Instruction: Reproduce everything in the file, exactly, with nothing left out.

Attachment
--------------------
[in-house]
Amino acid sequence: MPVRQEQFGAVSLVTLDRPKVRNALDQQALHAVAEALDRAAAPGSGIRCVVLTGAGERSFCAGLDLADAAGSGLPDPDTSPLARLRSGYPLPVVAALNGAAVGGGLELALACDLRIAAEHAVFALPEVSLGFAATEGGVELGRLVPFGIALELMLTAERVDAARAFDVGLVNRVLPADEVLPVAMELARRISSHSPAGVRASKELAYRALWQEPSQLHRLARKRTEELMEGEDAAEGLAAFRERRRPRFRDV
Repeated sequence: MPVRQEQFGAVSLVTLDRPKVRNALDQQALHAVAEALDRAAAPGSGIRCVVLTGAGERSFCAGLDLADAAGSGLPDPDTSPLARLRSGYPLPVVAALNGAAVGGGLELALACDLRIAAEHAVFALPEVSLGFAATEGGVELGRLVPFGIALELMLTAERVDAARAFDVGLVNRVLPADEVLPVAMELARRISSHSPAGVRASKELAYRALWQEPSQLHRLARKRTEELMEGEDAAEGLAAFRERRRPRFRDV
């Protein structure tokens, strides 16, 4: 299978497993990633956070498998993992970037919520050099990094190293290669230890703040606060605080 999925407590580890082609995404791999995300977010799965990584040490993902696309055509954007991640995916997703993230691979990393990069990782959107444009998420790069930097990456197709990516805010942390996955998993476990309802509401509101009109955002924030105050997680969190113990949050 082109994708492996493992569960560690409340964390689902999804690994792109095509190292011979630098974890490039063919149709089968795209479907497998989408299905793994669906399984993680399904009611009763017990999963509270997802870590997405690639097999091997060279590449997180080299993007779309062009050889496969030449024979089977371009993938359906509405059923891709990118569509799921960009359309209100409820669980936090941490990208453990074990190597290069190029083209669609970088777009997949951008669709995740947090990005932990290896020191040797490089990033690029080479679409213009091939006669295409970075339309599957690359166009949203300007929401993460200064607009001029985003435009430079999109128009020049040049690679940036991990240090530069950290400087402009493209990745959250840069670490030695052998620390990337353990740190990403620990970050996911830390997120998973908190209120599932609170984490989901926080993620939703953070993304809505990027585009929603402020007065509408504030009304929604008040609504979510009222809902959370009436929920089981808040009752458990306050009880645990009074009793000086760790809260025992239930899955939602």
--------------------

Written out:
[in-house]
Amino acid sequence: MPVRQEQFGAVSLVTLDRPKVRNALDQQALHAVAEALDRAAAPGSGIRCVVLTGAGERSFCAGLDLADAAGSGLPDPDTSPLARLRSGYPLPVVAALNGAAVGGGLELALACDLRIAAEHAVFALPEVSLGFAATEGGVELGRLVPFGIALELMLTAERVDAARAFDVGLVNRVLPADEVLPVAMELARRISSHSPAGVRASKELAYRALWQEPSQLHRLARKRTEELMEGEDAAEGLAAFRERRRPRFRDV
Repeated sequence: MPVRQEQFGAVSLVTLDRPKVRNALDQQALHAVAEALDRAAAPGSGIRCVVLTGAGERSFCAGLDLADAAGSGLPDPDTSPLARLRSGYPLPVVAALNGAAVGGGLELALACDLRIAAEHAVFALPEVSLGFAATEGGVELGRLVPFGIALELMLTAERVDAARAFDVGLVNRVLPADEVLPVAMELARRISSHSPAGVRASKELAYRALWQEPSQLHRLARKRTEELMEGEDAAEGLAAFRERRRPRFRDV
């Protein structure tokens, strides 16, 4: 299978497993990633956070498998993992970037919520050099990094190293290669230890703040606060605080 999925407590580890082609995404791999995300977010799965990584040490993902696309055509954007991640995916997703993230691979990393990069990782959107444009998420790069930097990456197709990516805010942390996955998993476990309802509401509101009109955002924030105050997680969190113990949050 082109994708492996493992569960560690409340964390689902999804690994792109095509190292011979630098974890490039063919149709089968795209479907497998989408299905793994669906399984993680399904009611009763017990999963509270997802870590997405690639097999091997060279590449997180080299993007779309062009050889496969030449024979089977371009993938359906509405059923891709990118569509799921960009359309209100409820669980936090941490990208453990074990190597290069190029083209669609970088777009997949951008669709995740947090990005932990290896020191040797490089990033690029080479679409213009091939006669295409970075339309599957690359166009949203300007929401993460200064607009001029985003435009430079999109128009020049040049690679940036991990240090530069950290400087402009493209990745959250840069670490030695052998620390990337353990740190990403620990970050996911830390997120998973908190209120599932609170984490989901926080993620939703953070993304809505990027585009929603402020007065509408504030009304929604008040609504979510009222809902959370009436929920089981808040009752458990306050009880645990009074009793000086760790809260025992239930899955939602």